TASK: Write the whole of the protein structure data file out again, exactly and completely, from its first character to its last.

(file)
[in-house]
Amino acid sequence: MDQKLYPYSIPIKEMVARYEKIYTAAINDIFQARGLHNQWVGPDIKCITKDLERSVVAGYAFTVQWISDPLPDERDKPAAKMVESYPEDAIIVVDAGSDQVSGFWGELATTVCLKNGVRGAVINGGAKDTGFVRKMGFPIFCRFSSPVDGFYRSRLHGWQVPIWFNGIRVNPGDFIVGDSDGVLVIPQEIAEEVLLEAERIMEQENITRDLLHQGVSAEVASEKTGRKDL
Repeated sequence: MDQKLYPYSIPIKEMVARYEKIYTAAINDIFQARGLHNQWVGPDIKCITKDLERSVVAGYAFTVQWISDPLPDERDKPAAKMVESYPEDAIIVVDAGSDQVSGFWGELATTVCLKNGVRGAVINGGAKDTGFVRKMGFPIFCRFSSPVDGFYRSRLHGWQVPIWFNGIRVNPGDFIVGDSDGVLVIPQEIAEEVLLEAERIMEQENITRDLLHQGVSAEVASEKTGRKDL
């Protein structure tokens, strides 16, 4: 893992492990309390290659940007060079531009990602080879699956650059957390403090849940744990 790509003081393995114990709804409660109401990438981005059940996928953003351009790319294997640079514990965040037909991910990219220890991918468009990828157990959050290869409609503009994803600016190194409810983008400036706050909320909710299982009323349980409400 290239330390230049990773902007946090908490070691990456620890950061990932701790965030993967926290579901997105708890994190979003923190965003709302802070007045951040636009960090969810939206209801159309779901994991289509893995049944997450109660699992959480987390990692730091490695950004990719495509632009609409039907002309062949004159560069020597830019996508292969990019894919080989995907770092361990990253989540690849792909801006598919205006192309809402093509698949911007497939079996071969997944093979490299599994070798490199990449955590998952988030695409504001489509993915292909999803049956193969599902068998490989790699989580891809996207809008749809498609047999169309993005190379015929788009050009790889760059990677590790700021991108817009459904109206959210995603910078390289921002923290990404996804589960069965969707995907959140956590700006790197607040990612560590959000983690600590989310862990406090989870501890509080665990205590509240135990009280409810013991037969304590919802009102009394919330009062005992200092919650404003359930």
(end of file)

[in-house]
Amino acid sequence: MDQKLYPYSIPIKEMVARYEKIYTAAINDIFQARGLHNQWVGPDIKCITKDLERSVVAGYAFTVQWISDPLPDERDKPAAKMVESYPEDAIIVVDAGSDQVSGFWGELATTVCLKNGVRGAVINGGAKDTGFVRKMGFPIFCRFSSPVDGFYRSRLHGWQVPIWFNGIRVNPGDFIVGDSDGVLVIPQEIAEEVLLEAERIMEQENITRDLLHQGVSAEVASEKTGRKDL
Repeated sequence: MDQKLYPYSIPIKEMVARYEKIYTAAINDIFQARGLHNQWVGPDIKCITKDLERSVVAGYAFTVQWISDPLPDERDKPAAKMVESYPEDAIIVVDAGSDQVSGFWGELATTVCLKNGVRGAVINGGAKDTGFVRKMGFPIFCRFSSPVDGFYRSRLHGWQVPIWFNGIRVNPGDFIVGDSDGVLVIPQEIAEEVLLEAERIMEQENITRDLLHQGVSAEVASEKTGRKDL
């Protein structure tokens, strides 16, 4: 893992492990309390290659940007060079531009990602080879699956650059957390403090849940744990 790509003081393995114990709804409660109401990438981005059940996928953003351009790319294997640079514990965040037909991910990219220890991918468009990828157990959050290869409609503009994803600016190194409810983008400036706050909320909710299982009323349980409400 290239330390230049990773902007946090908490070691990456620890950061990932701790965030993967926290579901997105708890994190979003923190965003709302802070007045951040636009960090969810939206209801159309779901994991289509893995049944997450109660699992959480987390990692730091490695950004990719495509632009609409039907002309062949004159560069020597830019996508292969990019894919080989995907770092361990990253989540690849792909801006598919205006192309809402093509698949911007497939079996071969997944093979490299599994070798490199990449955590998952988030695409504001489509993915292909999803049956193969599902068998490989790699989580891809996207809008749809498609047999169309993005190379015929788009050009790889760059990677590790700021991108817009459904109206959210995603910078390289921002923290990404996804589960069965969707995907959140956590700006790197607040990612560590959000983690600590989310862990406090989870501890509080665990205590509240135990009280409810013991037969304590919802009102009394919330009062005992200092919650404003359930």